Prepared by Richard S. Walling (email@example.com), December 2001 on the Anniversary of the Crossing
One of the most enduring symbols of the American Revolution is that of Washington Crossing the Delaware. Painted in 1851 by German-American artist Emmanuel Leutze, the painting evokes strong feelings of drama and heroism. It is the Creation Story of the American Nation. The story of Prince Whipple, long identified as the young African American soldier seated in front of Washington, is a neglected and little understood part of that Creation Story.
Historians and popular culture have identified the African American soldier in the front of the boat as Prince Whipple. Whipple was at Saratoga and Rhode Island, but not Trenton. Men of color did serve in John Glover's regiment of Marblehead sailors, and in the many New England regiments which made the Crossing on Christmas Day in 1776.
Nearly seventy-five years had elapsed from the time of this epochal event to Leutze's work. During those intervening years, the promise of the Declaration of Independence had become a sham in the United States, but still remained an inspiration to revolutionaries and liberals in foreign lands. One such liberal was Leutze. Born in 1816 in Germany, Leutze arrived in the United States at the age of nine. Returning to Germany to continue his artistic training, he quickly became involved in the democratic revolutions fermenting in Europe. Through his work at the Royal Art Academy in Dusseldorf, Leutze sought to both pay homage to the first modern democratic revolution, and to inspire his fellow Europeans by the idealism of the American Revolution.
When the painting arrived in the United States in 1851, it was a time of social upheaval caused by the conflict of a slave system within a society founded on freedom and basic human rights. America was split along this divide, and the Abolitionist movement looked for examples of American history that would remind their fellow citizens of the promise of the Declaration of Independence. It was at this critical time that the epic painting, Washington Crossing the Delaware, entered the realm of American consciousness.
William C. Nell was a leading African American abolitionist in the mid-19 century, and published a landmark volume, Colored Patriots of the American Revolution in 1855. By this work, Nell is credited with saving from obscurity the names and deeds of hundreds of African American patriots. It was Nell who first relates the story of Prince Whipple as the man in the boat with Washington. It is Nell's account which has remained to this day as the only source for the presence of Whipple at Trenton. Such prestigious and popular reference sources as PBS's Africans in America, various encyclopedias and dozens of printed and electronic sites present this information as historical truth.
Prince Whipple did serve in the American Revolution, both at Saratoga in 1777, and at the Battle of Rhode Island in 1778. In December of 1776 however, Whipple was with his master, William Whipple in Baltimore, Maryland. William Whipple of Portsmouth, New Hampshire, had been a ship's captain and early revolutionary. In 1776, he was a member of the Continental Congress and was with that body in December when it moved to Baltimore to escape the British forces making their way through New Jersey. When Nell was collecting his material for Colored Patriots of the Revolution, he included Trenton along with Saratoga and Rhode Island when telling the story of Prince Whipple. Like Leuzte, Nell used symbolism to inspire and remind Americans of the vision of a nation of free men and women.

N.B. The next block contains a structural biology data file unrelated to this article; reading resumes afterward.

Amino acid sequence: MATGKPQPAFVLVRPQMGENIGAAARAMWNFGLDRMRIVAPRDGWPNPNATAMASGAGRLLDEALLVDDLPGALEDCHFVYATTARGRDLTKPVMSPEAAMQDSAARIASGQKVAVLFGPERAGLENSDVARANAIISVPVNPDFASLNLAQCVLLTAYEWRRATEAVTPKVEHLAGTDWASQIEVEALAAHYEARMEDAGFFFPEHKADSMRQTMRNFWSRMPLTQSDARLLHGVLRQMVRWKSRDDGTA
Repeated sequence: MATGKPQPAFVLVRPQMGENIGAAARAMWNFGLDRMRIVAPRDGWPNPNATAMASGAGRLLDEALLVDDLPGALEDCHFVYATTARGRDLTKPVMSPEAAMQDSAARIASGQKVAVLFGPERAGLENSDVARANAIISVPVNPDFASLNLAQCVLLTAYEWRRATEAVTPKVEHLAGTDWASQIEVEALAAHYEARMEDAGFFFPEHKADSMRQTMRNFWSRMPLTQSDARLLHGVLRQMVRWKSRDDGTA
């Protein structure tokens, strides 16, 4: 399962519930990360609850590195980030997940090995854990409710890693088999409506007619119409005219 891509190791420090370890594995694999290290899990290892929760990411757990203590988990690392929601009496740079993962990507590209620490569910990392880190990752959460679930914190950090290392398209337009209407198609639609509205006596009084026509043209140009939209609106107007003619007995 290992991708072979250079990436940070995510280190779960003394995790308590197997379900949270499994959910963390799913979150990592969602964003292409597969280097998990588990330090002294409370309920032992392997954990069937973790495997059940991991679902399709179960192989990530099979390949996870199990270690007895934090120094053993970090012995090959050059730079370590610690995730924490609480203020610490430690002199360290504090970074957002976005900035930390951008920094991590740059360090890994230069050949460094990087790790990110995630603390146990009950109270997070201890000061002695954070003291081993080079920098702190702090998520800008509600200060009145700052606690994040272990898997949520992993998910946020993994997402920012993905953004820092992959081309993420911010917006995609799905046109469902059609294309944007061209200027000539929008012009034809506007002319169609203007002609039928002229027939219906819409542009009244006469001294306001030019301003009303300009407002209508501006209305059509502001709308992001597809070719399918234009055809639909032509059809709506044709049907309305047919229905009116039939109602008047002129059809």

At the outbreak of the American Revolution in Massachusetts in 1775, hundreds of African American and Native American men served in local militias and state forces (Records of these men may be found in Massachusetts Soldiers and Sailors in the War of the Revolution with the descriptive key words such as black or Negro). This pattern was the same in Connecticut, Rhode Island and New Hampshire.
Many original records of the period no longer exist, so we are limited in our ability to form a complete list of men of color who served at the Battle of Trenton. However, from existing sources, both primary and secondary, and from critical analysis, we are able to develop a list of some of the African American men who either served, or likely served, at Trenton. Some men are identified by naming patterns typical of the time period (African names such as Juba, Mingo, Cuffee; status names such as Freeman or Liberty; place names such as Bristol or London; and classical names like Caeser, Cato, Primus and Pompey), these names represent only about five percent of the names of African Americans of the Revolutionary era (National Archives). Other men are identified by military service records that correspond with the Trenton campaign time frame.
|Pomp Devereux||Glover's 14th Cntl.|
|Scipio Dodge||Baldwin's 26th Cntl.|
|Hanobel||Baldwin's 26th Cntl.|
|Sipeo||Baldwin's 26th Cntl.|
|Nathaniel Small||Baldwin's 26th Cntl.|
|Luther Jotham||Bailey's 23rd Cntl.|
|Thomas Semor||Bailey's 23rd Cntl.|
|Primus Coffin||New Hampshire|
|Dick Fortune||Durkee's 20th Cntl.|
|Cesar Cipeo||Durkee's 20th Cntl.|
Although Prince was not at Trenton, he was at William Whipple's side at the time of the Declaration of Independence. He was a prominent member of Portsmouth's African American community after the Revolution and left a legacy that continues to this day.
Massachusetts Soldiers and Sailors in the War of the Revolution, - Vol. I-XVII (17). Boston: Wright and Potter Printing Co., 1896 is available on-line at ancestry.com. This form allows for searching by keyword.